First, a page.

I’m pretty sure I can recite every single song from The Sound of Music. I grew up watching the movie back in the day when long movies had to be split onto two different VHS tapes (and yes, my family still has them), and I still love it as an adult. The Sound of Music is a widely popular movie worldwide (as well as a compelling musical), has won several Academy Awards, and has been performed almost constantly as a musical since it debuted (including the live, televised Carrie Underwood version that we all want to forget), so I’m certainly not the only one who loves it so much.
And yet, despite the popularity of the songs and movie that helped bring Salzburg, Austria, so much tourism (1.5 million tourists visit a year, many because of the popularity of the movie), the city doesn’t want to name a street after Maria von Trapp.
The reason? Because the real Maria von Trapp used corporal punishment on the children.
Along with watching The Sound of Music probably dozens of times, my family also watched interviews with the real von Trapp family and saw documentaries about their lives. As much as I had imagined Julie Andrews as the warm and kind Maria von Trapp, the real Maria was a pretty harsh and strict person. She didn’t hide that; she talked about it in her autobiography, and the von Trapp children have said that she had a temper, “but we took it like a thunderstorm that would pass, because the next minute she could be very nice.”
Using corporal punishment or losing her temper didn’t mean Maria didn’t care for her adopted children, of course. She said that she fell in love with them at first sight, and she married Georg von Trapp out of love for the children, not for him (though she grew to love him). My family may be one of the few that watched and read about the real von Trapp family, but most people understood that The Sound of Music was a fictionalized version of the family’s lives. I mean, it’s Hollywood. Sorry to burst your bubble, but Dunkirk wasn’t even completely historically accurate.
But even if the real story and the real characters are different, the purpose of the movie is true to life. Georg von Trapp did turn down invitations to join the Nazis and to sing at Hitler’s birthday party, and we all know what happens when you are on the wrong side of the Nazi army. While the family didn’t in fact hide from the Nazis in a convent and hike across the mountains to Switzerland, as depicted in the movie, they did risk their lives to leave Austria and travel to America. They weren’t secretive about their trip, so they could easily have been stopped and imprisoned, or worse.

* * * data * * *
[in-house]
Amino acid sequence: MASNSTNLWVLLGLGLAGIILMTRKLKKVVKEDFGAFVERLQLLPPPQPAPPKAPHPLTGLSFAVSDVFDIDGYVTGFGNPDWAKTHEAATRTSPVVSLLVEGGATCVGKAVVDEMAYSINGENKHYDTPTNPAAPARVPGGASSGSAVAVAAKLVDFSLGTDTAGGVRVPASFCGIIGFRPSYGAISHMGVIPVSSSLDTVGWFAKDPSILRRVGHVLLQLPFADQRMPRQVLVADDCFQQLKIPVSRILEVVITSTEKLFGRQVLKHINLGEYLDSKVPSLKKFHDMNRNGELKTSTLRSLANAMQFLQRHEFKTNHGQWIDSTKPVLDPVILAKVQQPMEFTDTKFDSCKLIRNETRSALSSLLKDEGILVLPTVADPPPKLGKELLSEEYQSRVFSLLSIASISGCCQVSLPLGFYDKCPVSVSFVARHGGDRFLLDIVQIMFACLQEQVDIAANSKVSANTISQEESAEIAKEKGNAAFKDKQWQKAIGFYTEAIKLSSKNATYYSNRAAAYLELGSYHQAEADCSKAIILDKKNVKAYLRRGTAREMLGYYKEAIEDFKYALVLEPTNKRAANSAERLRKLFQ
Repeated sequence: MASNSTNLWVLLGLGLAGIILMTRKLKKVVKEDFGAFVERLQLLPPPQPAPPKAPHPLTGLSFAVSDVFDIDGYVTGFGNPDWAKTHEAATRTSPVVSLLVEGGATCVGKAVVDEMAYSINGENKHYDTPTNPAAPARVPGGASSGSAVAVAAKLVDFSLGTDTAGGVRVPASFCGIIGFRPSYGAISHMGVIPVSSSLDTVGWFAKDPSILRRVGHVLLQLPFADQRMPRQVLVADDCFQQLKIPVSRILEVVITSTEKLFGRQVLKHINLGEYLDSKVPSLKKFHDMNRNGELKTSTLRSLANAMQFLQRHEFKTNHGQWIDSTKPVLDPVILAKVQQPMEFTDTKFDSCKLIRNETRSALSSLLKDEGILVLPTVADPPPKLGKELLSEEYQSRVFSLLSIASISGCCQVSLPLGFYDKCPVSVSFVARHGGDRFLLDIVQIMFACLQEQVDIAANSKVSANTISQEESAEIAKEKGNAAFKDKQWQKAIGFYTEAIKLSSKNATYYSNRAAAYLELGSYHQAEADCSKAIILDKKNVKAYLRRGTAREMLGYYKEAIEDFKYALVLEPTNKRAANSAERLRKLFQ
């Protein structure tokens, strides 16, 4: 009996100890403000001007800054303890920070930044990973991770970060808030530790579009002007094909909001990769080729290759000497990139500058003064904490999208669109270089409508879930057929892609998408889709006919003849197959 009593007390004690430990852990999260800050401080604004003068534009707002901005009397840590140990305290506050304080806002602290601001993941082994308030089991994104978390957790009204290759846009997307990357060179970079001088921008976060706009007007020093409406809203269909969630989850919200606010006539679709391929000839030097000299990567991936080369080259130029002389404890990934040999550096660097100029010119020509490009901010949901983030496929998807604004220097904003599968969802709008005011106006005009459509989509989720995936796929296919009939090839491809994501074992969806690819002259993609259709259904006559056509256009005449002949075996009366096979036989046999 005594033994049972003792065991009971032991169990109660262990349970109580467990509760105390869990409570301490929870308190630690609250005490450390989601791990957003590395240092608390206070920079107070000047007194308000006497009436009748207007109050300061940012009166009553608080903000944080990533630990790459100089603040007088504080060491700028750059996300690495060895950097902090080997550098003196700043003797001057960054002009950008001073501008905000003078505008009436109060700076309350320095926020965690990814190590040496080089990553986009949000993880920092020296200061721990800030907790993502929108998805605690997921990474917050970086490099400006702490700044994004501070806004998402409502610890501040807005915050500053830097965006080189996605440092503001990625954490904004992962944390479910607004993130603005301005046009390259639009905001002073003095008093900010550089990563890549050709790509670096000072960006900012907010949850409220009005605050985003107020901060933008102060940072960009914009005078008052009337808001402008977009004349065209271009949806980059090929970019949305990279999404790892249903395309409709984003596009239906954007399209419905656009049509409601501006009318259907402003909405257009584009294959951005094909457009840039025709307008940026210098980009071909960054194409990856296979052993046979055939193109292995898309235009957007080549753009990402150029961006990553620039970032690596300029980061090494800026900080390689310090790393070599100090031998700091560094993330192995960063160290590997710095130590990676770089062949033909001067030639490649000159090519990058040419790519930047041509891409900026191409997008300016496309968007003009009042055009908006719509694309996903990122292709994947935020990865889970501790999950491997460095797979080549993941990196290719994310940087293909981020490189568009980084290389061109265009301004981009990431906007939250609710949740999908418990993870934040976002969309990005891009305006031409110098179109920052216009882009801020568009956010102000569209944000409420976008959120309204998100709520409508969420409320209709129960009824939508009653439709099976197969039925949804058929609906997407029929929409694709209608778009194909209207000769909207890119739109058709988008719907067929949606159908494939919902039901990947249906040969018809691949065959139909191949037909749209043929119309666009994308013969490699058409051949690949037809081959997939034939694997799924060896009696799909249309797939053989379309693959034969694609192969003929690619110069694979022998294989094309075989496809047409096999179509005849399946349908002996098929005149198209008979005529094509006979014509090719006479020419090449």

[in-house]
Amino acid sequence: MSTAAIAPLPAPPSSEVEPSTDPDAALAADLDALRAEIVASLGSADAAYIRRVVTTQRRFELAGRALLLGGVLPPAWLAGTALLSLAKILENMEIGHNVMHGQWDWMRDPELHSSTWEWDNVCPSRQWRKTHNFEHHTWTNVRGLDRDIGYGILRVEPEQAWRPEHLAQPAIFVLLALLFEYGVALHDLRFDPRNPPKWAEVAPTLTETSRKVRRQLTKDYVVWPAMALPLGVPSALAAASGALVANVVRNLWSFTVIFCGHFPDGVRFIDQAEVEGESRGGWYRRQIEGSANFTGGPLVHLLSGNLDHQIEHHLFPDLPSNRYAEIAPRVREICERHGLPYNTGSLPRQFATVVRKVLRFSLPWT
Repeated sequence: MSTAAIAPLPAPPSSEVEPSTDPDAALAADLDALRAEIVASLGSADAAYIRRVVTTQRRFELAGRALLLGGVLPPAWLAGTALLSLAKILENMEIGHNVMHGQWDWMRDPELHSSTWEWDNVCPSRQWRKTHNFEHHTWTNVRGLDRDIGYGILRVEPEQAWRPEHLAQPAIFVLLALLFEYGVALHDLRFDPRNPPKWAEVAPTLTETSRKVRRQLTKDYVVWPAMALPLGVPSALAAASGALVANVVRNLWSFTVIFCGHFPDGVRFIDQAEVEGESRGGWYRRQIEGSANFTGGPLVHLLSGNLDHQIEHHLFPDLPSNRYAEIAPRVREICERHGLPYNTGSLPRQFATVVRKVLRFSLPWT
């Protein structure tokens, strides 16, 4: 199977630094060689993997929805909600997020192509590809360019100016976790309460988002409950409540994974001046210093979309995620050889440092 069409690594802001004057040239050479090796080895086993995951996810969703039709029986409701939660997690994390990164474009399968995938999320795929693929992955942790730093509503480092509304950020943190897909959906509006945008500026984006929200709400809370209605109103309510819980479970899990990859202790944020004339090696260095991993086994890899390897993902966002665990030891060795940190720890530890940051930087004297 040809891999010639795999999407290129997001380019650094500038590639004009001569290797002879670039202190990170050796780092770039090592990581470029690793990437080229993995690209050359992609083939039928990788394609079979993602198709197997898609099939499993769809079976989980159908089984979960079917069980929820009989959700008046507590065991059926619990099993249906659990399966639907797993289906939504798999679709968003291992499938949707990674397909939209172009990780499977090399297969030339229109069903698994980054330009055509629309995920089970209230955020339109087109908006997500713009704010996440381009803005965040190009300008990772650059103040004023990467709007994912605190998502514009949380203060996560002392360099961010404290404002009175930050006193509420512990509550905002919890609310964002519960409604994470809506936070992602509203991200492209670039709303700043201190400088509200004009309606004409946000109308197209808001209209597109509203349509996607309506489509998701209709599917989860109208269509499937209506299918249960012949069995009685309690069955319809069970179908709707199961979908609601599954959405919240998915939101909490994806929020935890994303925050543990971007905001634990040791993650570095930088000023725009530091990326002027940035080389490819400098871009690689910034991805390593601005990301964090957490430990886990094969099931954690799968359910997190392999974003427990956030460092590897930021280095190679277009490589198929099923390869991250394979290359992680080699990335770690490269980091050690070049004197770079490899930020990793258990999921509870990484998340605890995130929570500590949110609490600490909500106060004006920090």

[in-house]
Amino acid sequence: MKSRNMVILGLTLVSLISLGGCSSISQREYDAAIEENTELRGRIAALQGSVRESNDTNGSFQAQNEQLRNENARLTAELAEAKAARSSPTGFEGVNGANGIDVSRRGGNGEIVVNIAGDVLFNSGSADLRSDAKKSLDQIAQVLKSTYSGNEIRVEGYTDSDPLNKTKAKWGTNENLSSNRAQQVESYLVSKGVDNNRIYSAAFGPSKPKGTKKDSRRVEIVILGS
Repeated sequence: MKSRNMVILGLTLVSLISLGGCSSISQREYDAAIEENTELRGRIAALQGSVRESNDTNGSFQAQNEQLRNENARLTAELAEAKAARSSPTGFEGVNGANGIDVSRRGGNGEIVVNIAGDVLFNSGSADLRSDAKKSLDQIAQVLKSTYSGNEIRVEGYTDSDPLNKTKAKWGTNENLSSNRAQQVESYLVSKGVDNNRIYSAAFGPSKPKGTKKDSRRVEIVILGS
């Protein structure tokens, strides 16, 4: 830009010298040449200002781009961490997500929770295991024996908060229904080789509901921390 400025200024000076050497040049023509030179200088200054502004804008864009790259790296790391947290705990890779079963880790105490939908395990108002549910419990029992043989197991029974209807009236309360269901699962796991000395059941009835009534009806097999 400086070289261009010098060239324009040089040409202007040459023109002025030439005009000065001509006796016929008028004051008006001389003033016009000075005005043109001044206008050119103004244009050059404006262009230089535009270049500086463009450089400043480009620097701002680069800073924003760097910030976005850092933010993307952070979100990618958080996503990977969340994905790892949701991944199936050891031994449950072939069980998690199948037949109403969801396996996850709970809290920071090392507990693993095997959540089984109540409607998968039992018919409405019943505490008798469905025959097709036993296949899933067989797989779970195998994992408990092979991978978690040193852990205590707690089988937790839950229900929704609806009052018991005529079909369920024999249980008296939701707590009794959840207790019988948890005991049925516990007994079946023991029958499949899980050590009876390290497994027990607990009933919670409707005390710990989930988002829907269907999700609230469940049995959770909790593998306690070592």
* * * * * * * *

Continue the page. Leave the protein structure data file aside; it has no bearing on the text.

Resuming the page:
Apparently, all of that doesn’t matter since Maria had a temper and punished the children using methods that no longer meet with widespread approval. Corporal punishment is looked down upon today in many places, but it was legal during the 1940s and it’s still legal in all fifty states in the U.S. (with restrictions) and even legal in U.S. schools in nineteen states. Yes, teachers can legally use corporal punishment on children in those states. It wasn’t made illegal in Austria until 1989, two years after Maria had died. And Maria was certainly not the only person who punished children using these methods during her time.
Maria von Trapp risked her life and did an incredible job rescuing her stepchildren from the hands of the Nazis. If they had been captured, she could have been imprisoned, tortured, or killed.
If, after adopting a family of ten children (not seven like they show in the movie) and risking her life to get them safely out from under Nazi rule to a better life, Maria von Trapp still doesn’t deserve to have a street named after her, then who does? Hollywood thought her worthy enough to make a movie about her life, after all. Shame on Austria for being too cowed by political correctness to embrace one of its bravest citizens.
This article has been republished with permission from Acculturated.
[Image Credit: 20th Century Fox, Public Domain]